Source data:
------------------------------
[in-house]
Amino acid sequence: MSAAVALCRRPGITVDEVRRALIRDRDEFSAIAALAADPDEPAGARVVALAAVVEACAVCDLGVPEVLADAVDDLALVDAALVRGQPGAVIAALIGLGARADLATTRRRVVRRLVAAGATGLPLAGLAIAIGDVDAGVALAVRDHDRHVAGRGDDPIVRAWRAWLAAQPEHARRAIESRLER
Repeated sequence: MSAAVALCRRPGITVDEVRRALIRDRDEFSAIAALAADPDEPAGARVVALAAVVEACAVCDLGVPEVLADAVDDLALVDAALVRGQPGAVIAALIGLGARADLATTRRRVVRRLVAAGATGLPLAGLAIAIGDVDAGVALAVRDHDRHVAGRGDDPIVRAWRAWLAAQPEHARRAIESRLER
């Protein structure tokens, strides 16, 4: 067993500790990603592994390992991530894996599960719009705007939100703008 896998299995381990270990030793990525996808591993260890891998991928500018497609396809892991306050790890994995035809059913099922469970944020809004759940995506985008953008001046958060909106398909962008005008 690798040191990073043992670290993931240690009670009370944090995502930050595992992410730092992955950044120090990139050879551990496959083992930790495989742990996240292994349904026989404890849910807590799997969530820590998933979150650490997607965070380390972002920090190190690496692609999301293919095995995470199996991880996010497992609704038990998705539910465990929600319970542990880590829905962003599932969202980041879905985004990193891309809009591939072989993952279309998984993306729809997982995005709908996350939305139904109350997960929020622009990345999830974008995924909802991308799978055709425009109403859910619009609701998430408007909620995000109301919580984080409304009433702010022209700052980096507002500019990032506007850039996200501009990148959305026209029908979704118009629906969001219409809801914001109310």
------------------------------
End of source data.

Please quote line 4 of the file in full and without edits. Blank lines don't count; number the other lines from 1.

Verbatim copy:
């Protein structure tokens, strides 16, 4: 067993500790990603592994390992991530894996599960719009705007939100703008 896998299995381990270990030793990525996808591993260890891998991928500018497609396809892991306050790890994995035809059913099922469970944020809004759940995506985008953008001046958060909106398909962008005008 690798040191990073043992670290993931240690009670009370944090995502930050595992992410730092992955950044120090990139050879551990496959083992930790495989742990996240292994349904026989404890849910807590799997969530820590998933979150650490997607965070380390972002920090190190690496692609999301293919095995995470199996991880996010497992609704038990998705539910465990929600319970542990880590829905962003599932969202980041879905985004990193891309809009591939072989993952279309998984993306729809997982995005709908996350939305139904109350997960929020622009990345999830974008995924909802991308799978055709425009109403859910619009609701998430408007909620995000109301919580984080409304009433702010022209700052980096507002500019990032506007850039996200501009990148959305026209029908979704118009629906969001219409809801914001109310």